“Making e-bikes more affordable is one of the most effective ways to get Californians out of their cars and reduce emissions. I’m thrilled that the full funding I requested for purchase incentives, education, and training is included in the budget we approved. This program represents a priority shift in the right direction and, once implemented, will help folks from all backgrounds choose a healthier, happier way to get around.”
That was another huge step in the right direction, but it hasn’t yet resulted in an active program.
That’s expected to begin in early 2023, with a number of key guidelines for California’s first statewide e-bike voucher program already laid out.
According to the California Bicycle Association, the program will create a $750 voucher for a standard electric bicycle and a $1,500 voucher for a cargo electric bicycle. There will be additional incentives for anyone whose income is under 225% of the federal poverty level (FPL) or who lives in disadvantaged communities.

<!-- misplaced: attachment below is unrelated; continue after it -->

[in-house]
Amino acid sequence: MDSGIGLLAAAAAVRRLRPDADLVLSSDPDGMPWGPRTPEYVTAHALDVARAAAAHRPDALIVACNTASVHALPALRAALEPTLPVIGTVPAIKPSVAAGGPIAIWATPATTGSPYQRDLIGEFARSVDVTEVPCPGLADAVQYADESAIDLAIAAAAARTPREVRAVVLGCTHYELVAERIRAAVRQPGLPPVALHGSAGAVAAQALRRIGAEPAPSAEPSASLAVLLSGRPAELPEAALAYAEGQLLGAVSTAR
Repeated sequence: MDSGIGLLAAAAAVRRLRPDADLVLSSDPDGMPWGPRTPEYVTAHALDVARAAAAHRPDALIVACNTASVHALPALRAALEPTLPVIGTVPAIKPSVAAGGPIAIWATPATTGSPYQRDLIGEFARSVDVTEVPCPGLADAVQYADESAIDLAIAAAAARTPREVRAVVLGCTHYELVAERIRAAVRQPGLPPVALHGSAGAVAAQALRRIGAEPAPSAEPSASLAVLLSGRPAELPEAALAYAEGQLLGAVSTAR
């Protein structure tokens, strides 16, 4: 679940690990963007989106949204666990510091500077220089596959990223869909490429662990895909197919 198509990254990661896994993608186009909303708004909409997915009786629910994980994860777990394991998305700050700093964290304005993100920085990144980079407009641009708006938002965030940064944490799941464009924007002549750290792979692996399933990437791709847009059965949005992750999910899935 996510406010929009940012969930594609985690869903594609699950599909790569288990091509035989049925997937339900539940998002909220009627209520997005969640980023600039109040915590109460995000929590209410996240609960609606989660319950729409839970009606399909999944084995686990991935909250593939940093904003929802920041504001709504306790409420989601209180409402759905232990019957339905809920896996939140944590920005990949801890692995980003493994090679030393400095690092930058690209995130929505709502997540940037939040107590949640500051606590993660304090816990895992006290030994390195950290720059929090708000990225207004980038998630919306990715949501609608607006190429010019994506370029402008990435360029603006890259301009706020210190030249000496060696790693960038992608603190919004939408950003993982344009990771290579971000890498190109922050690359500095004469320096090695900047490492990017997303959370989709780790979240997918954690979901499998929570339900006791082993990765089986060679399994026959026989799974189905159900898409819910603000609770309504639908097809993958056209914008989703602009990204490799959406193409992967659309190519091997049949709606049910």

But in order to qualify for the voucher, participants’ household income must be below 400% of the FPL, which amounts to $51,000 for a single person and $106,000 for a family of four at current figures.
The program will include Class 1 electric bikes (pedal assist up to 20 mph or 32 km/h) and Class 2 electric bikes (pedal assist and/or throttle up to 20 mph or 32 km/h), but will NOT include Class 3 e-bikes (pedal assist up to 28 mph).
Qualifying bikes must also either be purchased at a local bike shop in California, or online from a company that has “a business location in California”.
The move could see California align with other states that have created or already implemented electric bicycle incentives. Vermont became the first state in the US to offer a statewide e-bike rebate program. Oregon is also working on creating an e-bike incentive program that could soon become law, as New York attempts to do the same.
Many cities such as Denver, Colorado have also implemented their own local programs, though the funding is usually much smaller than statewide programs.